Column on Ayn Rand & Libertarianism

Rand and Libertarianism

Tibor R. Machan

The question still comes up, “What does Rand have to Contribute to Libertarianism?” Of course, late in her life Rand tried to disassociate herself from libertarians, whom she called “hippies of the Right.” In fact, of course, what she found most objectionable about libertarians is their alleged disdain for a philosophical foundation for their political ideas and ideals. Rand was convinced that philosophy matters very much in the defense of a free society. She stressed, moreover, that in the last analysis she was not a capitalist, not an egoist, not even an individualist but, first and foremost, a champion of human reason. From this, she argued, one can infer most of what really matters to us all, including the vital importance of a free society.

Libertarians, however, tend to want to have an open door policy–they don’t want to exclude people from the rank of those who defend liberty even if their defense is wrong or weak or really badly put. Be you a Moonie or Christian or even socialist in your personal viewpoint, libertarians want to extend an invitation to you. This seems only sensible, strategically prudent–it will swell the ranks of those who will support human liberty, never mind why. Yes, hippies, too, were welcome and still are, as are Mormons and prostitutes and bowlers. The more the merrier. It is quantity that matters, not quality, since libertarianism is a political movement, primarily. It needs to have its supporters swell in numbers as far as possible.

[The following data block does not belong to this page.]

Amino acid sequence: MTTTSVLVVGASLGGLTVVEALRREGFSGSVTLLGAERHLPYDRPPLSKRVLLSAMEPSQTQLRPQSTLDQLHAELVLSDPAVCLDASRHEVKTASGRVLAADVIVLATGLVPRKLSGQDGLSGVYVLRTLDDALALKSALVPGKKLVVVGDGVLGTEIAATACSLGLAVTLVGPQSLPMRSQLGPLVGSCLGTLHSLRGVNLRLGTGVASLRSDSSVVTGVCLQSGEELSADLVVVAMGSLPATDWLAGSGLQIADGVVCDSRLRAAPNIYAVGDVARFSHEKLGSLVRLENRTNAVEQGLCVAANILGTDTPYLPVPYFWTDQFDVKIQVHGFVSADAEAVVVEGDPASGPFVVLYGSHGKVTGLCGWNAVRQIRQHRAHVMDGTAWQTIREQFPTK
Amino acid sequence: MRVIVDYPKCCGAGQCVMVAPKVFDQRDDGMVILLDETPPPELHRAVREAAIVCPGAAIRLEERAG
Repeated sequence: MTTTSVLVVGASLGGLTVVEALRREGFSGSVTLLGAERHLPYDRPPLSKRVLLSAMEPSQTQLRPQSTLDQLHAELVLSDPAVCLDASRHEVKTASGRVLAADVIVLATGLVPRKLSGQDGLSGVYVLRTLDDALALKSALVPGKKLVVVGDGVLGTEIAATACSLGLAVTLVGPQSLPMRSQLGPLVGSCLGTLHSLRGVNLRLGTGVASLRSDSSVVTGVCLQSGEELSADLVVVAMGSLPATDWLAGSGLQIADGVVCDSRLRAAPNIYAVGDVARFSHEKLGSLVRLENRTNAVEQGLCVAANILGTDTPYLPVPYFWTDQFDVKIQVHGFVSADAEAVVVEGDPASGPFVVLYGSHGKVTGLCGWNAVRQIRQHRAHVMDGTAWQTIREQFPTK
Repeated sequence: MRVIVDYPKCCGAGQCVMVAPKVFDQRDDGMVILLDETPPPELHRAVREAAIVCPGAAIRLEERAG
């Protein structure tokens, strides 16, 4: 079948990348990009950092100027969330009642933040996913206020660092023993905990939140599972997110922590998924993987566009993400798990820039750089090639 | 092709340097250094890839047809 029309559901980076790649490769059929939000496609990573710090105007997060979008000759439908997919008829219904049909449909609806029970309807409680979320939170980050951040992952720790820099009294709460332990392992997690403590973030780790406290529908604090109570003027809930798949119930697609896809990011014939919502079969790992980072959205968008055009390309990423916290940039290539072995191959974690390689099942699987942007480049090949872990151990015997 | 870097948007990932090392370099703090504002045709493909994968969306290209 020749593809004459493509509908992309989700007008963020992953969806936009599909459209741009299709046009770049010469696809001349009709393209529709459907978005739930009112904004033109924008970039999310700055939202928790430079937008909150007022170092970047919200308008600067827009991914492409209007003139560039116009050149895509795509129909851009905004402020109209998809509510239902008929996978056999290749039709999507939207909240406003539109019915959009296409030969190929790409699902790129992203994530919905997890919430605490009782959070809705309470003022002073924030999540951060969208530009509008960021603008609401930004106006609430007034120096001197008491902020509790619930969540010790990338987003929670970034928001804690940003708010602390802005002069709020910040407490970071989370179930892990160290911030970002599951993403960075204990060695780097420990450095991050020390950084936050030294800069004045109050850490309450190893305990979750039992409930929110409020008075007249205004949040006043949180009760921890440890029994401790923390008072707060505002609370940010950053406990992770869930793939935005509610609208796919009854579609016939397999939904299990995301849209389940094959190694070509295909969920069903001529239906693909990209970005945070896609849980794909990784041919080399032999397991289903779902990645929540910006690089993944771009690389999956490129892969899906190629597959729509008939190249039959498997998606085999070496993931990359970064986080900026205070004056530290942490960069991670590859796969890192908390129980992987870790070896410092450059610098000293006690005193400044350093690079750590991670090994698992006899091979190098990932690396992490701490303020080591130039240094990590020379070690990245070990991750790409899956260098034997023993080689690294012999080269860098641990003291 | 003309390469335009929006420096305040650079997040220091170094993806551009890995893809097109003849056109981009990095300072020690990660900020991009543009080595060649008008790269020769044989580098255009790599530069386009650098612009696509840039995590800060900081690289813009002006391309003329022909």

Rand, however, believed that without the best case for liberty, liberty would lose out no matter how good the numbers. No ill founded doctrine of liberty can hold up against all the attacks from the various sophists who are eager to show how flimsy the defense of human liberty really is. Today it is the communitarian, especially, who mounts a sophisticated case against freedom by first attempting to discredit elements of libertarianism such as individualism. For Rand unless a sound case for these elements exist, it makes no difference how large the number of libertarians is. In the end it is the soundness of the argument that matters most, or so she believed, because she held that human beings are rational animals and only when ultimately something appeals to their reason, will they give it long term support.